- 7:18 See also Matt. 11:2–19; Luke 3:20.
- 7:21 Or “at that time.”
- 7:22 This fulfills many Old Testament references to the coming of the Messiah, including Isa. 29:18–19; 35:5–6; 61:1.
- 7:22 Jesus is assuring John that the message he brings is life and salvation, not judgment and wrath.
- 7:23 The Greek text is literally “Blessed are those who are not offended over me.”
- 7:25 See Matt. 3:4.
- 7:27 Or “angel.”
- 7:27 This is quoted from Mal. 3:1.
- 7:32 Both Christ and John the Baptist offered people the “wedding,” but the Pharisees didn’t want to dance. Both offered a funeral to the old, dead ways of religion, but the Pharisees refused to attend. Grace offered them salvation, but they rejected it.
- 7:35 Or “Wisdom is vindicated by all her children.” The Aramaic word used here is a homonym that means either “children” or “good works” (expressions of godliness). This may explain why there is such a variation of the Greek texts.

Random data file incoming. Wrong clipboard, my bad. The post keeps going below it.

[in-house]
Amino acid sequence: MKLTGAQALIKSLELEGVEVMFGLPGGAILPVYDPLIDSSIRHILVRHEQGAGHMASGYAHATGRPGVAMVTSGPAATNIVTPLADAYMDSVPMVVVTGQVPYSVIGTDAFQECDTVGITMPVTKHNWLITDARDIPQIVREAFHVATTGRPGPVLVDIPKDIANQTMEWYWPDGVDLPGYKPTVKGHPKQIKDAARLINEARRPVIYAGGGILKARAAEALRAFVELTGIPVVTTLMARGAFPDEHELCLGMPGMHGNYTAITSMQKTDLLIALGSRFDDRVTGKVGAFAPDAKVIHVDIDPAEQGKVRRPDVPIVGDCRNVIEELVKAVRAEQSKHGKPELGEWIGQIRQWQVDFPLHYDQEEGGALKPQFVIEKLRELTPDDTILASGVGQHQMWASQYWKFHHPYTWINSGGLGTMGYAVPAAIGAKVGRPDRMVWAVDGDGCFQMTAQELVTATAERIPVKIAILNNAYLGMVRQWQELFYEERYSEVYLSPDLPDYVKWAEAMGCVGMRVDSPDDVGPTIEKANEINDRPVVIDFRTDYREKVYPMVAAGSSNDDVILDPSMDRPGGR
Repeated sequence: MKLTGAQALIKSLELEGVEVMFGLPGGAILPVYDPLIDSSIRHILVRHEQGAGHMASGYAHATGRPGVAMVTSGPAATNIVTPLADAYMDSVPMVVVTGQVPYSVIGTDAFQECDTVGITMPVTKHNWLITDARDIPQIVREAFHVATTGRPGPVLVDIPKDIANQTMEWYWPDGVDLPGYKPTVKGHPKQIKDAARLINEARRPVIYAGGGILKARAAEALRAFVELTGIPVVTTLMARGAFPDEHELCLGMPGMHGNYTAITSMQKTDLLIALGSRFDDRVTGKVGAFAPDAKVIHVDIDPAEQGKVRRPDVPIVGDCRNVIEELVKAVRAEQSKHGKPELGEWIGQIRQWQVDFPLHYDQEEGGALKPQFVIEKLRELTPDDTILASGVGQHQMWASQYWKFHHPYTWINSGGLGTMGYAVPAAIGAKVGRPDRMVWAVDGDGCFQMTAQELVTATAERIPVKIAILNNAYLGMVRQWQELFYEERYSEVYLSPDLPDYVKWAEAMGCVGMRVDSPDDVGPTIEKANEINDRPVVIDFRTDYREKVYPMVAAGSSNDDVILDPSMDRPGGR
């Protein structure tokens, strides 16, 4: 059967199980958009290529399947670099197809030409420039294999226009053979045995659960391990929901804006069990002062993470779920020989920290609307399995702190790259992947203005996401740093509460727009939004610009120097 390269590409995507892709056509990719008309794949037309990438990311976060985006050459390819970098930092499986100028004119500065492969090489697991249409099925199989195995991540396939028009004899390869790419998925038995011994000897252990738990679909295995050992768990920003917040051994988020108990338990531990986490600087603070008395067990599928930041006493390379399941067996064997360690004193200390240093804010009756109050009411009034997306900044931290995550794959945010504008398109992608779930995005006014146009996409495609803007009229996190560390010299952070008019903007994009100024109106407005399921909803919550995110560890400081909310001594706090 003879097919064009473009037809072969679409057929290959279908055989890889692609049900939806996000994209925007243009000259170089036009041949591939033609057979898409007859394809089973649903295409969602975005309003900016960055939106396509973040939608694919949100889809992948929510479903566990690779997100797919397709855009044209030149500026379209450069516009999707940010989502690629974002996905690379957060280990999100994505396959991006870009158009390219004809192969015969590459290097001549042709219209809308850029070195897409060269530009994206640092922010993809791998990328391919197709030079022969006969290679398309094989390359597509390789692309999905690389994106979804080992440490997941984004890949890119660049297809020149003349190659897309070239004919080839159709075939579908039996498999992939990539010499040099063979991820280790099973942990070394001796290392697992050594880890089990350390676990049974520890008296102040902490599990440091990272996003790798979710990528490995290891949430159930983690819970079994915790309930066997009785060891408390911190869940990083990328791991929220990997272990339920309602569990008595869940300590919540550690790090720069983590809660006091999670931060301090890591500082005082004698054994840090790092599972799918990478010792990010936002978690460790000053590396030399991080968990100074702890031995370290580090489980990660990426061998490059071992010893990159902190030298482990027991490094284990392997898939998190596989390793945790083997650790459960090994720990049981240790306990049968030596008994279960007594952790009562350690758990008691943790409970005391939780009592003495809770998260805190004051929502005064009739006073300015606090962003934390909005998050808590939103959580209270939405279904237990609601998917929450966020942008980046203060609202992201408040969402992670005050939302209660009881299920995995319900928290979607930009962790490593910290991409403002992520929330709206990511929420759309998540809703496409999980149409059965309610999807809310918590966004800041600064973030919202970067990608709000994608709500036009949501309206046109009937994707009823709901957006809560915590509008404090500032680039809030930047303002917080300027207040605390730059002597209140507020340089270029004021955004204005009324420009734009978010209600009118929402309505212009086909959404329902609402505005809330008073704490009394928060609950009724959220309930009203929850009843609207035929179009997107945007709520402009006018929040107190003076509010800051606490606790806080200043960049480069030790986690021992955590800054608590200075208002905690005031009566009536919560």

- 7:36 The name Simeon is supplied from v. 40.
- 7:37 This is a soft, cream-colored stone often used for jars and vases.
- 7:38 Six times in Luke we find someone at Jesus’ feet (described as “beautiful” in Isa. 52:7): (1) the sinful woman mentioned in this verse who poured out her worship and tears at Jesus’ feet; (2) the demonized man who worshiped at Jesus’ feet (8:35); (3) Jairus, who fell at his feet pleading for a miracle for his daughter (8:41); (4) Mary, who sat at his feet and received his word (10:39); (5) the healed leper who fell at his feet in deep gratitude (17:15–16); (6) those who worshiped Jesus at his resurrection when he showed them his hands and his feet (24:39–40).
- 7:39 Simeon thought Jesus should have known the sinfulness of the woman, but Simeon should have known the love of the one next to him, who was ready to forgive and restore. Religion focuses on the sinfulness of a person, but faith sees the glory of the one who forgives and heals.
- 7:41 The Greek text uses the monetary term denarius. The point is that one person owed more than a year’s wages, the other much less.
- 7:48 Twice in Luke’s Gospel we hear Jesus say, “All your sins are forgiven.” Once he says it to a man (Luke 5:20) and here to a woman. The proof of her sins being forgiven is her love; with the healed man it was his life, for he took up his bed and walked.